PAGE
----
Re: Revision of the History and Social Science Standards of Learning
Dear Virginia Board of Education,
Our goal at Campaign for Our Shared Future (COSF) is to ensure all children have an opportunity to learn from the past and prepare for their future. We know this goal requires high-quality history and social studies standards, especially amid efforts by radical politicians to censor what kids learn in Virginia and across the country.
Unfortunately, we share the concern that Virginia’s revision process was seized by political games at the expense of our kids. The decision to sidestep the initial draft of Standards (August 2022) developed over a transparent, two-year process silences the voices of hundreds of stakeholders, including students, teachers, historians, families, and some of the world’s leading history organizations. The resulting Standards (November 2022) aimed to score political points by watering down African American history and even erasing Dr. Martin Luther King Jr. from the early grades. It’s un-American to downplay the impact of those who pushed to change our country to be better. We can all agree that learning about our heroes sets a great example for all of our children.
While we commend the Board’s improvements, the latest Standards (January 2023) still contain errors, omissions, and sequencing problems. Below are the objections raised by stakeholders with which COSF agrees. We urge you to address these concerns with adequate input from subject-matter experts across Virginia.
Doubling down on the fictional narrative that teachers are forcing White children to feel guilty for the consequences of American slavery (page 8 - 9).
Marginalizing the history and contributions of Indigenous Peoples, including by omitting Indigenous Peoples’ Day and teaching students that our history begins when European explorers arrived on the continent.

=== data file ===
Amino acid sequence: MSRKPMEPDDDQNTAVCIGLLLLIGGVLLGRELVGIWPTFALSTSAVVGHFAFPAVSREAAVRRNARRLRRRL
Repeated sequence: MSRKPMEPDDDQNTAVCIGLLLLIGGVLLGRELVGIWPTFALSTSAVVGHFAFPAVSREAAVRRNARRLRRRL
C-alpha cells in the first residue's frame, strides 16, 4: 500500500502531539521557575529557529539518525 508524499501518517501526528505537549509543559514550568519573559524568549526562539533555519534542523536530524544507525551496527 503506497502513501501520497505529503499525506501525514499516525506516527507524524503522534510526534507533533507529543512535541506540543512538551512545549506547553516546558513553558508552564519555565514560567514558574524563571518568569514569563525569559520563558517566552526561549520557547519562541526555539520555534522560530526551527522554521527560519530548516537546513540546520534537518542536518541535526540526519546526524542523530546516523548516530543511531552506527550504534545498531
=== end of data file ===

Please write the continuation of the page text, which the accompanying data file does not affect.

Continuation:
Providing superficial coverage of Black history and sidestepping the African American History Education Committee’s recommendations (e.g., not acknowledging the resistance of most white Southerners to Reconstruction, omitting the term “hate groups”).
Providing superficial coverage of the history and modern-day culture of the Latino/a/x community, Asian Americans and Pacific Islanders, and the LGBTQ+ community.
Focusing on teaching students what to think, not how to think.
Introducing disruptive sequence changes that could cause significant upheaval for school staffing, student scheduling, and state assessments.
While COSF is disappointed in the revision process and resulting language, we will continue to monitor the development, implementation, and impact of the Standards on the availability of true and complete history education for all children in the Commonwealth. It is also our sincere hope that the Board will restore its own time-honored approval processes and prioritize transparency and stakeholder engagement in adopting the revised Standards. Important work remains to realize Governor Youngkin’s mission “to teach our history, the good and the bad.” The stakes are high: Watering down history ensures that our children are unprepared to think critically and independently–and to face the real world.